Acne is the most common skin disorder in the United States, involving 85 percent of the population at some point in their lives. Approximately 20 million teenagers have acne.
“Acne can be especially emotionally devastating for teens because they are extremely conscious of their appearance and their image,” says Hilary Baldwin, M.D., associate professor of dermatology at the State University of New York at Brooklyn. “Several studies have shown that acne sufferers can experience everything from decreased self-esteem and problems with body image to depression and anger.”
Dermatologists encourage parents to seek medical treatment for teenagers with acne and warn against taking a “wait and see” approach. “Many parents are often stuck in the mindset of past generations that nothing can really be done about acne,” says Sandra Swanson, a Charlotte, N.C. dermatologist. “They still believe in those old wives’ tales that chocolate, pizza, french fries, and their child’s hygiene habits are to blame, and that pimples can be healed or prevented by simple lifestyle changes.”
Avoiding treatment, however, can make acne worse and may increase the chance for permanent scars. “The ultimate goal of acne therapy is to help clear up the pimples you have and to prevent the occurrence of future breakouts,” says Larry Green, assistant professor of dermatology at George Washington University School of Medicine. “In general, if your child is not responding to home remedies and over-the-counter treatments after one month, it’s a good idea to see a dermatologist. Dermatologists have a greater chance for long-term success if treatment is started sooner rather than later.”
Dermatologists from around the country offer advice to parents on how and when to talk to teens about acne and acne treatment, and share some of the common mistakes they see parents make during their child’s treatment.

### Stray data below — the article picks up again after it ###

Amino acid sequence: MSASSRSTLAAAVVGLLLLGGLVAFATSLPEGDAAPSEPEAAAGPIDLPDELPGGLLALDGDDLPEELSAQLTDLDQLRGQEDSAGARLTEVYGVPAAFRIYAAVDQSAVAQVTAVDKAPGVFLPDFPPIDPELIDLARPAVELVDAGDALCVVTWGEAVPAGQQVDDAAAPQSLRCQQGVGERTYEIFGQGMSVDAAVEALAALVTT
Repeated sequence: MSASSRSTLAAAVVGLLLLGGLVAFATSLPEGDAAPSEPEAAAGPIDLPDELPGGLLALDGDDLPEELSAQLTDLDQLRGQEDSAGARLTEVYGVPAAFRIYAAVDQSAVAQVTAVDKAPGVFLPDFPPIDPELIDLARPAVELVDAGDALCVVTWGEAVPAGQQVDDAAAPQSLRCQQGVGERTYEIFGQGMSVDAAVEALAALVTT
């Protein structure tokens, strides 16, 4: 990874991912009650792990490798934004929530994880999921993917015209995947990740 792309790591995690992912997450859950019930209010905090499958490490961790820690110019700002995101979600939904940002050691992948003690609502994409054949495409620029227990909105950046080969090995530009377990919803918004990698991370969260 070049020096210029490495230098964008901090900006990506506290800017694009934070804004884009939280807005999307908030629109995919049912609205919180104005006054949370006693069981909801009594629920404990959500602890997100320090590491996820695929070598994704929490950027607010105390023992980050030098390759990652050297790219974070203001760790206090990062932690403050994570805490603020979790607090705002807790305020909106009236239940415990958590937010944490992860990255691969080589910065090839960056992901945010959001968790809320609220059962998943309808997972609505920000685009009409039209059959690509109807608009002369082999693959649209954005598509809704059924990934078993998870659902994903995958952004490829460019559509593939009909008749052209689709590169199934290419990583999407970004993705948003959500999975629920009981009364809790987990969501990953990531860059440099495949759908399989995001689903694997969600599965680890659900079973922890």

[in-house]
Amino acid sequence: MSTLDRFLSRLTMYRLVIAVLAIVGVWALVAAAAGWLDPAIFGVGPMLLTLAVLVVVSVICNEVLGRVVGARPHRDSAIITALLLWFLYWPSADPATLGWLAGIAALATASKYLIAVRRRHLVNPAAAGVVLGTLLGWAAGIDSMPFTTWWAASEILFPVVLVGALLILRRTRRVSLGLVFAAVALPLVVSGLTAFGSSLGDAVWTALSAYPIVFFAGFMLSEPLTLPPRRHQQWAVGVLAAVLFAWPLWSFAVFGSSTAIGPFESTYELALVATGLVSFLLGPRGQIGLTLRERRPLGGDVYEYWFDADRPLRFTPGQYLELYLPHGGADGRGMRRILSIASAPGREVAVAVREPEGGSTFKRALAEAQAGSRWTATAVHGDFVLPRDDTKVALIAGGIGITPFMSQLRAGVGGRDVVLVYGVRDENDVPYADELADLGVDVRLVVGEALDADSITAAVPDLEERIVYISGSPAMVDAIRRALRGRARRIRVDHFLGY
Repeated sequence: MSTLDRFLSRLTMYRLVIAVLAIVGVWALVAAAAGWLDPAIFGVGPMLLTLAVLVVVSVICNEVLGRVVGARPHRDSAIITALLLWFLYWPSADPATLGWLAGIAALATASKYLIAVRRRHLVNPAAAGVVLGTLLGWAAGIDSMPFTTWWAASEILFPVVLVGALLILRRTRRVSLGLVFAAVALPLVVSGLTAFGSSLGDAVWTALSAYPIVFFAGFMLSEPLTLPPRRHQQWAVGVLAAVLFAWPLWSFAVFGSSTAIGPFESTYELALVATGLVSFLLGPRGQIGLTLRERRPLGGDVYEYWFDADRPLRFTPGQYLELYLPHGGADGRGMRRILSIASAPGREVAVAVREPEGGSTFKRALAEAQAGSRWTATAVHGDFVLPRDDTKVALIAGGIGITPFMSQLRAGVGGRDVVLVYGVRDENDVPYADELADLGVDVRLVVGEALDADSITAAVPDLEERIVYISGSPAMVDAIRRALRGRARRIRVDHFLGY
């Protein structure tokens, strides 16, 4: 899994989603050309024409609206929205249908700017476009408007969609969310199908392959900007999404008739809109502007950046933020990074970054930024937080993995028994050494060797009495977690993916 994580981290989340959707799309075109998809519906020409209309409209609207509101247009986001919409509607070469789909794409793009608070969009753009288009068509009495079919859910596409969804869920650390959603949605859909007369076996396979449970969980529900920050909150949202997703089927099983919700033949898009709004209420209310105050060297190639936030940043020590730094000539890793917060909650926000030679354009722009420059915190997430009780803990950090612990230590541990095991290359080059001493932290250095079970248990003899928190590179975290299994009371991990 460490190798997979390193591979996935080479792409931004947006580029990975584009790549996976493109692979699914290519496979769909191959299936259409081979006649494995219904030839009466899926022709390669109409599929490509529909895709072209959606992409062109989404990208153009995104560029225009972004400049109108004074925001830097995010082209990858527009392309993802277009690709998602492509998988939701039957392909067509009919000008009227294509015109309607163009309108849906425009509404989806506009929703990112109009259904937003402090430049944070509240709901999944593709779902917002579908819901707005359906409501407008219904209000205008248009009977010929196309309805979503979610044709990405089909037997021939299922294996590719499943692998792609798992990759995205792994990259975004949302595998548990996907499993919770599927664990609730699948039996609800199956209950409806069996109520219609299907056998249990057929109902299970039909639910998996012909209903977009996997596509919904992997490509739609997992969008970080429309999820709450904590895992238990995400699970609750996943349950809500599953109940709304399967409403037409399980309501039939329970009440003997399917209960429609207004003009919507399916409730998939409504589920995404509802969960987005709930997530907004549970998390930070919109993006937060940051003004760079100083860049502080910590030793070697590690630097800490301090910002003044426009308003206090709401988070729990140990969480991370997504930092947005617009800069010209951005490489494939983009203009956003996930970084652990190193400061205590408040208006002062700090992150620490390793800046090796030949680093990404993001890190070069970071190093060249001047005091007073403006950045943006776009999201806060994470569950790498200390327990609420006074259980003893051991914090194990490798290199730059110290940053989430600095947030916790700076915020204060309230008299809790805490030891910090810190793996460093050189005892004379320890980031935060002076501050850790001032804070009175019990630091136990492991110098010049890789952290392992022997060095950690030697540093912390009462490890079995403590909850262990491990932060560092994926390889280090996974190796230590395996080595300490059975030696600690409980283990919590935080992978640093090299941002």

Perhaps the most common mistake parents make occurs during the first visit to the dermatologist’s office. Too often, parents monopolize the conversation with the doctor and do not give their child a chance to verbalize his/her feelings.
“For those parents, I let them know in no uncertain terms that this is not their condition, but rather the child’s condition and I need to hear from him/her,” says Omaha, Neb. dermatologist Joel Schlessinger, M.D. “I think it is imperative that parents be there at the first visit and always be available to discuss issues such as medication, but direct communication between doctor and patient is critical to successful treatment.”
“As far as supporting their child’s acne treatment is concerned, most parents do really well,” says Katie Rodan, M.D., Clinical Assistant Professor of Dermatology at Stanford University School of Medicine in Stanford, Calif. “I like to have parents in the room because I want their input regarding oral vs. topical medications and other issues that arise where I may need their consent. I also like parents to know the treatment regimen because they can help their kids find a workable routine and can give ‘soft’ reminders to use the medications.”
“Parents play an integral role during treatment,” says Montclair, N.J. dermatologist Jeanine Downie, M.D. “They need to be supportive and encouraging, but must resist the impulse to nag or criticize, as it could have a counter-effect (i.e., the child may elect to rebel by not complying with the doctor’s instructions).” Dr. Downie generally provides her teen patients with written instructions they can put in visible places (such as a bathroom mirror) to serve as gentle reminders. “This gives them a sense of ownership to the treatment plan.”
Tips for teens are available on
www.pimpleportal.com. The site offers information about the causes of acne, how it can be controlled, dispels common myths about the condition, and offers information about a variety of over-the-counter and prescription treatments. Visitors can also ask a panel of dermatologists questions about acne, makeup, and subjects ranging from skin to nails to hair.